5ECCS tank stage-1  240
6ECCS tank stage-2  960
7Distillate storage tanks KBC1580
8Boric acid tanks KBD  320
9SFP filling tanks  800
10Firewater tank2000
11Desalination Plant  790
12Domestic water tank1425
14Total less domestic10020

Source:  S Krishnamurthy et al, Task Force Report (ref 1)

Desalination plants can fail for multiple reasons.  Corrosion of pipes is a major problem in all plants.  More important are the marine organisms, especially the smaller ones who get past the barriers and set up huge colonies inside the pipes and beyond.  These wonderful animals and plants belonging to thousands of known and unnamed species, called fowling agents by the industry, have been the biggest threat to the managers of Kalpakam nuclear power plant.  Not the terrorists, not the environmentalists.  Dozens of marine biologists have been making a living on these organisms for the past four decades.  The ‘fowling agents’ have been teaching them quite a few lessons on evolution besides clogging the pipes regularly and frequently.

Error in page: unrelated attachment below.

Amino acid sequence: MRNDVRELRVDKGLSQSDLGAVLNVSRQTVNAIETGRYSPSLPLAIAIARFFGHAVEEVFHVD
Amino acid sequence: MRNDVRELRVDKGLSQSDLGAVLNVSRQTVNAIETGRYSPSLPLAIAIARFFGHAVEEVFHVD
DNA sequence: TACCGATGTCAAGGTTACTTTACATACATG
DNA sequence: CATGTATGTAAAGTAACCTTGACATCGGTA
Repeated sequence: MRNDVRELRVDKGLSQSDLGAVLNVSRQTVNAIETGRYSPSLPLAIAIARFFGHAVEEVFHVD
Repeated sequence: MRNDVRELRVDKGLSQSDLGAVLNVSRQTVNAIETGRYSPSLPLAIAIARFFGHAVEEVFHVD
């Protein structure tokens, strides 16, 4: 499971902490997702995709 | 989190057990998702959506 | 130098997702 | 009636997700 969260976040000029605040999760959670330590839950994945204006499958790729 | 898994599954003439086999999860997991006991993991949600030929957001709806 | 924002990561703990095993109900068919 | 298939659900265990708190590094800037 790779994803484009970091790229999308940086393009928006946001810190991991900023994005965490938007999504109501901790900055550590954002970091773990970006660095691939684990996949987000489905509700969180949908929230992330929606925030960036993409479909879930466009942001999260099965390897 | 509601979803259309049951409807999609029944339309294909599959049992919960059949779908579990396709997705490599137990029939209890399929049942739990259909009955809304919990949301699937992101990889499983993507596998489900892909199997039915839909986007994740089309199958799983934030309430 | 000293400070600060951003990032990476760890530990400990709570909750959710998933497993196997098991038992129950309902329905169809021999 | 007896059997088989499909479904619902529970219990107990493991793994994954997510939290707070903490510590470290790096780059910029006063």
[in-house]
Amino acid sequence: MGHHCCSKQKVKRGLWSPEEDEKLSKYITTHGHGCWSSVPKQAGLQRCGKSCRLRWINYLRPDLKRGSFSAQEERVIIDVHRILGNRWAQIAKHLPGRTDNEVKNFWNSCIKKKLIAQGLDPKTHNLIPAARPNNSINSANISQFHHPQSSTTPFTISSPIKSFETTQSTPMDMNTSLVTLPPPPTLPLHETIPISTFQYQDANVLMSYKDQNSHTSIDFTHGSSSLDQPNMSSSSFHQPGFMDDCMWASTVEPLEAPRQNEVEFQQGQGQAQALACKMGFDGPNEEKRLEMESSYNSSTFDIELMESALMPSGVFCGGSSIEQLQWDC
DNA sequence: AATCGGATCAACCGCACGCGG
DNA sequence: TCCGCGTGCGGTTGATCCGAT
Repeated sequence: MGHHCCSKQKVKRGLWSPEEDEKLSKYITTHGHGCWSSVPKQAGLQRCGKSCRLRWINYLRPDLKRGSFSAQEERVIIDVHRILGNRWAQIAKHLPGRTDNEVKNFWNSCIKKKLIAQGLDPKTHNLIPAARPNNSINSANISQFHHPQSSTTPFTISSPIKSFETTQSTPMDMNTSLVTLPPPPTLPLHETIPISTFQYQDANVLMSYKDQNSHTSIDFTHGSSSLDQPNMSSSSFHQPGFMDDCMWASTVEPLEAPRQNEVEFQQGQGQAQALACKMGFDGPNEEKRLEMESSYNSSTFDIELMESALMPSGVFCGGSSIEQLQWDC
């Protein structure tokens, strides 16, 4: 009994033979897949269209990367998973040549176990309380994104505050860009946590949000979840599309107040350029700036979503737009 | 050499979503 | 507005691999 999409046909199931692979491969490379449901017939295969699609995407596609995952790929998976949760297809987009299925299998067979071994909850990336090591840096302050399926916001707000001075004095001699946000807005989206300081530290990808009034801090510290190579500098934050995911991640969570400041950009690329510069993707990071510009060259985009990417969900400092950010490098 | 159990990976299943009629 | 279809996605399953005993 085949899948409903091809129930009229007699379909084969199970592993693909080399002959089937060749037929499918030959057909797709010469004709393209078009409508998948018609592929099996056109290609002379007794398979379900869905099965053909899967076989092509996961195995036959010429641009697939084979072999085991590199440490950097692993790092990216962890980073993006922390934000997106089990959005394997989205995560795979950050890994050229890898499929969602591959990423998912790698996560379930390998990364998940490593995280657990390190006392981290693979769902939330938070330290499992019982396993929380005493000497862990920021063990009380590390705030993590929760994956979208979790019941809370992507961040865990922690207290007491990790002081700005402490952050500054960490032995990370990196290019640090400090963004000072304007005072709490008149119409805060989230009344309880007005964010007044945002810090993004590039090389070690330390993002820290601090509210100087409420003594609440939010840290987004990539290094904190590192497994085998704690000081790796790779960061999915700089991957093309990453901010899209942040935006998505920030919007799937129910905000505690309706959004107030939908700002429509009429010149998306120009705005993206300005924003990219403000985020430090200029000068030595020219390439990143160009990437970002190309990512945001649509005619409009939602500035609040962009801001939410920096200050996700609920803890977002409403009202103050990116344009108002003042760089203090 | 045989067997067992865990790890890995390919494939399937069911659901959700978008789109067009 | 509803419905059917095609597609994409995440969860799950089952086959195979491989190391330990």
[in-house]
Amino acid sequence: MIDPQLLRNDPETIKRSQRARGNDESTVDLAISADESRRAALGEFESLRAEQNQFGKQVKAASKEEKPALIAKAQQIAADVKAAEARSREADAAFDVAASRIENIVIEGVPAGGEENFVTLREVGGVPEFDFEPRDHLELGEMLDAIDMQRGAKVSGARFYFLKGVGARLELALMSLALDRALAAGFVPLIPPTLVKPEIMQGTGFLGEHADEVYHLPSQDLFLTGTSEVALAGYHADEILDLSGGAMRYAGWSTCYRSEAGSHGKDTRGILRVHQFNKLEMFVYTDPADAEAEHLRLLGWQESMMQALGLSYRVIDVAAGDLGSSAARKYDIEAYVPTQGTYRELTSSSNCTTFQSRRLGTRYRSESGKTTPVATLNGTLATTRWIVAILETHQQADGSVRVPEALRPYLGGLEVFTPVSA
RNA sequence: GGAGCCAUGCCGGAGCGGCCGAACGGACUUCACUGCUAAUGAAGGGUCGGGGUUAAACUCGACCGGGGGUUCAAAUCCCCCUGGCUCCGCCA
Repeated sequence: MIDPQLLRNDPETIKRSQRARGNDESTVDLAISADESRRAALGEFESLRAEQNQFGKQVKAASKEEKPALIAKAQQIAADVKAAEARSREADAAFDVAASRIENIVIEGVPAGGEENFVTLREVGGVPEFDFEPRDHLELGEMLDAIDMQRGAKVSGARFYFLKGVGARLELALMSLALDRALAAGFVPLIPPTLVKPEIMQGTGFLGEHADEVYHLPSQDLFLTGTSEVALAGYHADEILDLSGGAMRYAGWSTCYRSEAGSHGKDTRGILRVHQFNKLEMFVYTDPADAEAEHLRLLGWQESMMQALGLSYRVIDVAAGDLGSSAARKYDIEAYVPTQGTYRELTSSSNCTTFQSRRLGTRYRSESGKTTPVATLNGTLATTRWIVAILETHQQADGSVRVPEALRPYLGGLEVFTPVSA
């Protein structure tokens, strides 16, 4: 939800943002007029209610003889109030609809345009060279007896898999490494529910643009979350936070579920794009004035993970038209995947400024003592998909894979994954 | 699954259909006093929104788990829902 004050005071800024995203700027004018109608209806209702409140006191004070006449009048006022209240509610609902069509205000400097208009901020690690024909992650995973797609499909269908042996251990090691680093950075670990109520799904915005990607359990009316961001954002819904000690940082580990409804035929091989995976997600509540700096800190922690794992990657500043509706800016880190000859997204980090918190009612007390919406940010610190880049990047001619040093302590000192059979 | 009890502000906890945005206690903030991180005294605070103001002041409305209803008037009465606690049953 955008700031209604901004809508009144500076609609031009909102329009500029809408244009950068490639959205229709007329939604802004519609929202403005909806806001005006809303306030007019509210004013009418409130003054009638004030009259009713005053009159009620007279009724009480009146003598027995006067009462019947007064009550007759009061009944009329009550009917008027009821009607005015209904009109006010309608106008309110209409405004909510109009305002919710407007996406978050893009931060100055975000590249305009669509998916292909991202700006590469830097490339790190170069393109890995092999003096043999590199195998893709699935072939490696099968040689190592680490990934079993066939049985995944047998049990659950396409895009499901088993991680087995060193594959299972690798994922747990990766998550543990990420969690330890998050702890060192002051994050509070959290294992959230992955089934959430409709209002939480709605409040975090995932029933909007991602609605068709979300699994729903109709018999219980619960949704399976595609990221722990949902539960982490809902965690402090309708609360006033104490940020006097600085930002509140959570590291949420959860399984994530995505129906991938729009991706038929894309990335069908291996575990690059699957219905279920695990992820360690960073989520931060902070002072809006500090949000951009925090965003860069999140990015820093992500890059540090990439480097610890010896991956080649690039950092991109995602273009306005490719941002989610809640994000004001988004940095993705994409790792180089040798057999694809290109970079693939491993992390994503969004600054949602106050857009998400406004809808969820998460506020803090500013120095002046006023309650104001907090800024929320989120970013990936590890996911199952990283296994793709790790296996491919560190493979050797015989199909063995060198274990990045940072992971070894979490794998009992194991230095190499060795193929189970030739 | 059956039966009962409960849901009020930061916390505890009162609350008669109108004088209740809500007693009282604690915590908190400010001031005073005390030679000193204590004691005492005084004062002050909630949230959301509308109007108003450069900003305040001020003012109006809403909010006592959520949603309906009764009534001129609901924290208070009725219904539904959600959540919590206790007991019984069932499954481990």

If the desalination plants fail for a longer period, say more than a fortnight or so, there may not be water available for maintaining the core and the spent fuel pool.  Most of the desalination plants in India are based on Multi-stage flash (MSF) technology or reverse osmosis.  KKNPP plants use MVC technology in which  India does not have much expertise.  This means, in case of a serious problem, the experts will have to come from Israel.

MVC desalination uses 7 to 12 KWh of electricity per cub meter of water.[7] The consumption at   KKNPP will be 70 MW(e).  This is only less than 5% of the generation by two reactors.  If the reactors are not functioning and if there is a station black out, this might be a problem.

In the detailed project report and environmental impact assessment reports of four KKNPP reactors, Pechiparai reservoir was the source of water.  AERB was not satisfied with one single source of water.  The Board had asked NPCIL to have a backup source from another reservoir.  Today, all what we have is an ocean full of saline water and a complicated machine that is supposed to filter the life forms and suspended and dissolved solids, heavily dependent on electricity.